Did you eat breakfast this morning? About 1 of 7 Americans do not break the fast on a typical day. That's 42 million people, according to the Innovation Center for U.S. Dairy in Rosemont, Ill.
But fear not. In my support of the dairy industry, I picked up the slack. One morning in April I stepped up to the plate seven times. I started the day with breakfast at home (the usual Greek yogurt and fresh fruit) and then over three hours I sampled six breakfast concepts concocted by bright young students at U.S. universities.
The student teams were competing in the second annual New Product Competition sponsored by the Innovation Center, the organization funded by the country's dairy farmers. The students were charged with creating a healthful dairy-based breakfast item that delivered protein, tasted great and was easy to prepare and eat.
High atop Dairy Management Inc. headquarters, DMI staff rolled carts through the conference room and delivered food samples created by the students. It was like being in a dim sum restaurant, except there were no egg rolls, dumplings or noodle dishes. Instead, the judges tasted dairy-based treats with fanciful names like Mooofins, Easy Qurd and Whey-Go.
We listened through a video hook-up as the students presented their concepts and took questions from the panel. I channeled my inner Ted Allen, the suave host of "Chopped," the Food Network cooking competition. Chopped was the food item that fell apart in my hand. Chopped was the concept with the overly generous serving size.
The best ideas were really good. The product developers understood the brief, they created a product that worked and was tasty. First place went to the team from Pennsylvania State University for their "Mooofins," a quiche-like muffin in a variety of flavors, including blueberry sausage, maple bacon Cheddar and bell pepper mushroom. Not only did the students have to formulate the food, but also they had to manufacture it, cost out the ingredients and put together a marketing plan. If it takes a village of bright young students to develop an awarding-winning breakfast food, then State College, Pa., is the village you want to live in.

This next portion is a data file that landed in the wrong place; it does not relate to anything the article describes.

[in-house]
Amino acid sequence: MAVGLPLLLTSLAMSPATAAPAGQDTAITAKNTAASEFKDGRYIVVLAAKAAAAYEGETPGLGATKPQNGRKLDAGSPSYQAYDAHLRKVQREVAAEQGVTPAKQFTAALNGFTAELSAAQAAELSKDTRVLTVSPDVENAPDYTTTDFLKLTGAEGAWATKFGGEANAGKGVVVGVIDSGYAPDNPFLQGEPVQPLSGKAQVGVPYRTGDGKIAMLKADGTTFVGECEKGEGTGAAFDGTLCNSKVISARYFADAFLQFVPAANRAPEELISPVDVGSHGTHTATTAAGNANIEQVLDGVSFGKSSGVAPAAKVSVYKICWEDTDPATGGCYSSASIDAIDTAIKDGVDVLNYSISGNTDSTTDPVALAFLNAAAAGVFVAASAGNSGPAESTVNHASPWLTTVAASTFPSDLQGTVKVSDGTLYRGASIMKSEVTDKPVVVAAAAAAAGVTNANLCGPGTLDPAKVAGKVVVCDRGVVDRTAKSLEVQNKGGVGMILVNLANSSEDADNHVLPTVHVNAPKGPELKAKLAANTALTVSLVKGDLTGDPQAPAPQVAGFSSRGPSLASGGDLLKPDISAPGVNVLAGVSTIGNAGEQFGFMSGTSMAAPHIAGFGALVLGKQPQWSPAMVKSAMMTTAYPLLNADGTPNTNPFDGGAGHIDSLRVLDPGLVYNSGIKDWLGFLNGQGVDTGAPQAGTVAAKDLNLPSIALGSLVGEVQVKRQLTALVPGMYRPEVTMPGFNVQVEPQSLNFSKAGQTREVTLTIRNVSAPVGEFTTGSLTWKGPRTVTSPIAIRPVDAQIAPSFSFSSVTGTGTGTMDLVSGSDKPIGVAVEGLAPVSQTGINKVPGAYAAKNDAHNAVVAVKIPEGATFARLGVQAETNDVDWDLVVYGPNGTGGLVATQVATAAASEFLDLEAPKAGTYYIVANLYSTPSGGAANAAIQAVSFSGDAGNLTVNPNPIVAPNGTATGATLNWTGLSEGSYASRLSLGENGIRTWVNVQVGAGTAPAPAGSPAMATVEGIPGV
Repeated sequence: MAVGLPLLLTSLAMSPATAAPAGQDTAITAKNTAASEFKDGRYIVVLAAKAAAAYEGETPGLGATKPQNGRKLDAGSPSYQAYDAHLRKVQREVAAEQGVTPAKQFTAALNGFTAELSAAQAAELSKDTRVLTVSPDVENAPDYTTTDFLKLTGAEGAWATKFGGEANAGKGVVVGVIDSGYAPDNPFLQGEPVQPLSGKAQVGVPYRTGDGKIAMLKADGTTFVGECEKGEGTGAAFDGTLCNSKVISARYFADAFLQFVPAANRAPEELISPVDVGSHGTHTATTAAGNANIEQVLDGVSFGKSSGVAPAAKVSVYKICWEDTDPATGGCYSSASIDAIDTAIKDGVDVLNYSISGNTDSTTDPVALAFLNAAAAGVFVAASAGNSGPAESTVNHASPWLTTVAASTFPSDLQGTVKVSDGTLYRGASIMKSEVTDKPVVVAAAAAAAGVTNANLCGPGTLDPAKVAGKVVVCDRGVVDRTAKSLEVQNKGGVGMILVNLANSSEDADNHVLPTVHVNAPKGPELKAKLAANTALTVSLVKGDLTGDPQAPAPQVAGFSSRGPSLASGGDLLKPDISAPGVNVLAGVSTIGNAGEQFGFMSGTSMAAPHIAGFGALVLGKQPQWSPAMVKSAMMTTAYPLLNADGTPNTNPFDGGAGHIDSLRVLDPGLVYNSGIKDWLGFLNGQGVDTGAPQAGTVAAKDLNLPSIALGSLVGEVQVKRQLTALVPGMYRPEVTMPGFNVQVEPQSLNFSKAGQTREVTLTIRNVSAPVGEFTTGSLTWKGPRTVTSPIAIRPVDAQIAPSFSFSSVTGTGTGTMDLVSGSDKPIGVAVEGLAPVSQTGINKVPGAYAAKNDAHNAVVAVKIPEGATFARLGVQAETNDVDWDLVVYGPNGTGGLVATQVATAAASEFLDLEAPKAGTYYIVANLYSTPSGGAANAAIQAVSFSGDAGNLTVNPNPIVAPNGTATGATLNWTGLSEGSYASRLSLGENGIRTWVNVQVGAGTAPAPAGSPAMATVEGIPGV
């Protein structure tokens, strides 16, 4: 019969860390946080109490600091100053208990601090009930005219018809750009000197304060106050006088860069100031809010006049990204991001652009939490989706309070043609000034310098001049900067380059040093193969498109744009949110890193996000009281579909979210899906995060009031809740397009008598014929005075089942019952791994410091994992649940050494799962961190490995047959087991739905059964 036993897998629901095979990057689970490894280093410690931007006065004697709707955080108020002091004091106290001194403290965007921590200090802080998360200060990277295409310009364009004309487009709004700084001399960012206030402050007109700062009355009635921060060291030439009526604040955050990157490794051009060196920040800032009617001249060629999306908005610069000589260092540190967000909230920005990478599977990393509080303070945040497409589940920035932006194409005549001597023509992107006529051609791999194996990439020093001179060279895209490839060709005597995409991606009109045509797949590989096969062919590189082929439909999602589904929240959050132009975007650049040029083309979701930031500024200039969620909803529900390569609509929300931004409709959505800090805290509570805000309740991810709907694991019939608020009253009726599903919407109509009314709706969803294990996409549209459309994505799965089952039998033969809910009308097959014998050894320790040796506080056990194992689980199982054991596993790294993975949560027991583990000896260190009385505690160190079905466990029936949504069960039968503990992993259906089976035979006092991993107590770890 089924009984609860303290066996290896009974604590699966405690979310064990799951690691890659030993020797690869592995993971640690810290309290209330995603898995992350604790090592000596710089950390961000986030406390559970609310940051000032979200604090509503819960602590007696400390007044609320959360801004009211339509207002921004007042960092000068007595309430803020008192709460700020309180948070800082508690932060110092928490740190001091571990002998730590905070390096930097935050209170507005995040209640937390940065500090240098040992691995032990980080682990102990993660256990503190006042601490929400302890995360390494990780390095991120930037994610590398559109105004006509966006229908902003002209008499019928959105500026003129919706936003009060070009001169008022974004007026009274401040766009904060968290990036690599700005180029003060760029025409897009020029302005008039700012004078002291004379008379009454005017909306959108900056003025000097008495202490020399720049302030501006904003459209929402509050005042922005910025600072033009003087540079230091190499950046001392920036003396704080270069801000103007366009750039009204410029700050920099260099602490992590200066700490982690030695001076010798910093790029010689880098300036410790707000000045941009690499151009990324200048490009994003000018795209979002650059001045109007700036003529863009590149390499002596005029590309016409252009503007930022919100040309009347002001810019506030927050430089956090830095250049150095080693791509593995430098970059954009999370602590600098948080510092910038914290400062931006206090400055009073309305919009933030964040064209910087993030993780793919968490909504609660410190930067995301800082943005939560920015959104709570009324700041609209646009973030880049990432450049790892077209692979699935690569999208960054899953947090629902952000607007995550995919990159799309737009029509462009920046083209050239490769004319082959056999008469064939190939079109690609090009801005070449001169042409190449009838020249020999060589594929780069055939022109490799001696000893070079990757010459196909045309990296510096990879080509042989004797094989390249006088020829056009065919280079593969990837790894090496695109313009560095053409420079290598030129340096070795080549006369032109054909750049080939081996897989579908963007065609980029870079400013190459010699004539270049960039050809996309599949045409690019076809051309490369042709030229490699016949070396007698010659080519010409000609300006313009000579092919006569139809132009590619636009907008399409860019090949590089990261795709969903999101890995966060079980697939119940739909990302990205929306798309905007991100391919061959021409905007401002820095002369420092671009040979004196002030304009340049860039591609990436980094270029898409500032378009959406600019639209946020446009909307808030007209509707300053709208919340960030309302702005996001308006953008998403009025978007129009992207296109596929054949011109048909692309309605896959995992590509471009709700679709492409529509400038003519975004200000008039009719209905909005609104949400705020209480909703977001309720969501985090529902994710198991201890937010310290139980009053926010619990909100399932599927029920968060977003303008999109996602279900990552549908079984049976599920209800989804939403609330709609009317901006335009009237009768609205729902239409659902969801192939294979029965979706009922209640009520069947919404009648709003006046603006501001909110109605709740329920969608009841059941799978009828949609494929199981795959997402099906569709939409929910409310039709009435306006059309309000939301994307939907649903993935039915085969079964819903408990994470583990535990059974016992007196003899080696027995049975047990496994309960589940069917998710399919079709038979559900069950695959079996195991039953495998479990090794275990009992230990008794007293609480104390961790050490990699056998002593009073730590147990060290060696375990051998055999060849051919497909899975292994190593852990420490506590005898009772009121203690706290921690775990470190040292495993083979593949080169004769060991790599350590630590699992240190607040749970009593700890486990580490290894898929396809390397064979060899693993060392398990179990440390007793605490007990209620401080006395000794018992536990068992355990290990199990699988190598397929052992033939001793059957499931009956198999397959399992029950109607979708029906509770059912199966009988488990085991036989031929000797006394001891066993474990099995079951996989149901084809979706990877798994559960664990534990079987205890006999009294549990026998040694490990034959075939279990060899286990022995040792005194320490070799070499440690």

Iowa State University earned second place with "DayBreakers," an American twist on gulabjamun, a fried Indian food. The French toast stick-shaped food is made with milk protein concentrate and nonfat dried milk. The Ohio State University's Whey-Go combines egg, cheese, bacon and waffles. The microwaveable dish contains fat-free milk, low-fat American and Swiss cheese, whey protein and unsalted butter.
So what did I do after a morning of sampling breakfast foods? When the clock struck noon, the Innovation Center served us lunch. I was on my own for dinner, though. If I were a rose bush, I would be considered a "heavy feeder."
Read more about the competition in Bill Graves' guest blog, " Dairy helps meet morning mealtime nutrition needs."